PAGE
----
2. Do not bombard them with information. People these days get a lot of emails and text messages. Keep it short and to the point. Rule of thumb: The older the students are, the less the parents really want to read about what they did in class.
  3. Praise students to parents. Send pithy emails or postcards about how great their child was. I sent a few off at the start of the year with what turned out to be a difficult class of 15 year olds. The most difficult of the students actually carried that postcard around with him for months. You can usually find something that a student has done well.
  4. If you need to convey difficult or hard-to-hear information, don’t try to soften the blow with teaching euphemisms. I ran some of my best jargon past a friend of mine and she had zero idea that I was even giving bad news. If you need to say, “Your child is ruining every lesson with their poor behaviour,” only sugar-coat this information lightly. Consider, “Johnny’s poor choices often mean he does not make any progress and makes learning harder for other members in the class.”
  5. That being said, I am a big fan of the ‘praise sandwich’. Praise-bread wrapped around a criticism-filling. Even though a child’s conduct is usually not a reflection on parenting quality, parents become defensive. If you can demonstrate you recognize their child is a work in progress and has particular strengths, parents are more likely to listen to reports of poor organization or social skills.
  6.  Don’t be a ‘yes’ man. If a parent is wrong, it is okay to let them know. Obviously you would not talk to them like they were a child. However, an adult-to-adult professional conversation should not always end with you agreeing to whatever the parent says. I watched in awe as my old boss talked down a parent who was insisting that his son should not have been suspended for a disciplinary issue because ‘everyone else was doing it’. She was masterful. She was gentle and polite but she was firm and gave no ground. And in the end, the parent agreed with my boss.
  7. Sometimes parents are (rightly or wrongly), upset and lose their cool. The best thing to do, if the situation is safe, is to keep the conversation about their child. Keep the focus on what can be done in the future and how best to help. Any diversions into speculating about your professionalism don’t help with the matter at hand. If they are upset to the point of aggression, terminate the meeting immediately and go somewhere safe. If the aggressive communication has occurred over email, paradoxically, calling for a face-to-face meeting often defuses the situation (but meet in a place with others around just to be safe)

Writing Reports: What you say and what you mean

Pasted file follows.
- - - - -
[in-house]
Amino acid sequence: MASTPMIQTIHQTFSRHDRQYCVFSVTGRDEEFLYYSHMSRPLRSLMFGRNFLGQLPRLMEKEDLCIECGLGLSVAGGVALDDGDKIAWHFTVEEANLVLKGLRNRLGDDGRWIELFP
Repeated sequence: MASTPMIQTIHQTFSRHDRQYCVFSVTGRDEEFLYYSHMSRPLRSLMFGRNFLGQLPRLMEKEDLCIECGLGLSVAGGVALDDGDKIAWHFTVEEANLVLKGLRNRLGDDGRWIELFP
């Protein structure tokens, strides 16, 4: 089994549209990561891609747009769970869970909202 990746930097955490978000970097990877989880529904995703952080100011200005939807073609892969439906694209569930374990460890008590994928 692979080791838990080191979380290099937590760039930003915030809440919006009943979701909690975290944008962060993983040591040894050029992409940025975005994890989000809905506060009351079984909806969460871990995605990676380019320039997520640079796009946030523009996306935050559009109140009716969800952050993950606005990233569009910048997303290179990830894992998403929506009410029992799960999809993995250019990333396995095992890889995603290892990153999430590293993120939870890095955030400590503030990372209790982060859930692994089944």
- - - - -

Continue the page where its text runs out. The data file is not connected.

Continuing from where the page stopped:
It’s coming up to report card time. As teachers, we want to try to phrase things positively in reports. That’s someone’s child after all and no one responds well to pure criticism. However, sometimes you have to broach difficult topics in a report and the sugar coating can get in the way of communication.

My top tip from my first teaching mentor: parents usually only get mad if the bad news is a shock. I have noticed that parents react less negatively to a report, if they already were aware of the issue. So, if you need to get in contact with parents about a behavioural or organisational issue, do it before a parent-teacher conference or report cycle.

I had been writing reports for several years when I got into a conversation with a friend who home-educates her three children. I ran my best phrases past her to see if she could pick up what I was putting down. No. She could not. It was an eye-opener.

“Sammy is very enthusiastic but this can mean he does not give other children a chance to contribute.”

What I mean: “Sammy needs to raise his hand and stop shouting out.”

What a parent might hear: ”Sammy is a great orator and the other children love listening to him.”

Consider: “Sammy is very enthusiastic. He needs to remember to raise his hand in classroom discussions.”

“Joey does not always come prepared to lessons.”

What I mean: “Joey almost NEVER comes prepared to lessons.”

What a parent might hear: “Joey sometimes forgets his notebook from time to time.”

Consider “As we have already discussed over the phone, Joey very rarely brings his notebook and pen to lessons.”

“Jamie sometimes does not think about the consequences of his actions.”

What I think I mean: “Jamie is a total nightmare.”

What a parent might hear “Jamie is an adorable little scamp!”

Consider “Jamie gets into situations that distract him and others from the lesson (for example: …). I know he wants to do the right thing and I am supporting him by….”

Another tip, look for ways of automating the process that do not involve Mr Control C and Ms Control V. I’d much rather spend my time writing quality phrases that tell each child exactly how they are achieving and exactly how they can improve, instead of grinding away at typing out similar but not identical phrases for each child.  For example schoolreportwriter.com has a lovely system, where you upload a bank of comments and can choose the appropriate ones for each student. You can even switch adjectives and phrases up for a more tailored report.

Just remember to tell it to them straight, however you write it.

Field Trips: A User’s Guide

Here are my top tips for having wonderful field trips:-

  1. Take café trips in shifts. I used to work in a science museum before I was a teacher and all the adults disappearing into the café was a sure indicator of which classes would act up.
  2. Have activities that don’t involve worksheets. Think of it more like a road trip with observational activities. The less they can leave on top of a display case, the better.
  3. If you can swing it, only take your class. You have a relationship with them, you know them well. This was painfully learned after I realised the children kicking the exhibits were complete strangers to me.
  4. Devolve as much of your responsibilities to your students as you can. Nominate a time keeper, a note keeper, a decider, an exhibit label reader, a photographer. I don’t know about you but I am shocking at plate spinning. Let the students lighten the load.
  5. Play dumb. I know all about the Bernoulli effect because of my science museum gig in my late teens. I still let students explain it to me when they learn about it. Curiosity is contagious after all.